A story told quietly of Vincent a welder at a large and seemingly toxic plant along the Rhône, living in a village with his sons, wife, and mother, saying little to each other. Vincent ... See full summary »
Wandering minstrel Ashik Kerib falls in love with a rich merchant's daughter, but is spurned by her father and forced to roam the world for a thousand and one nights - but not before he's ... See full summary »
The 50 year story of a ballroom in France, from the 1920s. The people who go there is always the same, even the musicians. You can see all kind of people dancing all the fashion dances (... See full summary »
Francesco De Rosa
Middle-aged artistes provide the focus of this drama filmed in black and white. The story is set in Paris around the time of the Gulf War. Paul is an actor leading a drab directionless ... See full summary »
Johanna ter Steege
A young mute woman is raped and becomes pregnant, with disastrous consequences within her family. The film also sketches the social/economic situation in urban Mali in the 1970s, ... See full summary »
A story told quietly of Vincent a welder at a large and seemingly toxic plant along the Rhône, living in a village with his sons, wife, and mother, saying little to each other. Vincent paints; some of what he sees is artifice. The sounds are of trains, boats, factory horns, and people singing. Men watch women, sometimes priests join in the looking, sometimes not. A crocodile appears in a garden. With money his father gives him, Vincent takes a journey to Venice. He sees the city from a roof top, the view is a gift from a friend. One of his sons hang-glides with a girl friend. Vincent comes home to go back to work. What is it to taste wine and to be alive? Written by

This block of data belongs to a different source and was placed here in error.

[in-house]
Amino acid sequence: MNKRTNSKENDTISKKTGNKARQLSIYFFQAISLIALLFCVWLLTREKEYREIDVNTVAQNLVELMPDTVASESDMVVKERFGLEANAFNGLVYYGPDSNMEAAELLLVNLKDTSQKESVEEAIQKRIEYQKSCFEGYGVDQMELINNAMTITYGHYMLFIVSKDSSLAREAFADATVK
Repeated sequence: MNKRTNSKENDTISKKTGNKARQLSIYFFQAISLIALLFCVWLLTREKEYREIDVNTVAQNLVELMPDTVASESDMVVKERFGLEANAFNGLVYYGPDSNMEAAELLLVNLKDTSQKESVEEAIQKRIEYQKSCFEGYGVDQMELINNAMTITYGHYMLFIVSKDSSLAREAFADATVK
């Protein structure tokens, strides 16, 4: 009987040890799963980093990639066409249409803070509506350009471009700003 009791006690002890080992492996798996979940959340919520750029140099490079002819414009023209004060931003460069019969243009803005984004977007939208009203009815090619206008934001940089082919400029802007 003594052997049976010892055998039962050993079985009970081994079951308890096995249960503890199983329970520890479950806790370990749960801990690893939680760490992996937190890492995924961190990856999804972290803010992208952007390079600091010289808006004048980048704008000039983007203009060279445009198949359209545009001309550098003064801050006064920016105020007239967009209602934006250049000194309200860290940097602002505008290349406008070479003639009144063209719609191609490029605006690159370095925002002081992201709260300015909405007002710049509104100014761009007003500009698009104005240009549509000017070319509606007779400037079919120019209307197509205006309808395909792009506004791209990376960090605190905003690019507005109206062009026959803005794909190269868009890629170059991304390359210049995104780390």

This just popped up on BBC 4, a digital station in the UK and the review tempted me. Had no really idea what it was all about but was fascinated throughout. The French know how to let a movie take its course without heavy editing and cutting. Very little dialogue yet you sink straight into the rut and routine of life in a tiny French village; and then the contrast of the romance of Venice. The characters are well defined, and I loved the way the family children looked after the grandparents, while the husband - the central character - seemed to live just for his cigarettes. The realisation that working life is much the same anywhere sent him home where he's received as if he'd never been gone! Anyone who's seen "Etre & Avoir" will feel right at home with this.
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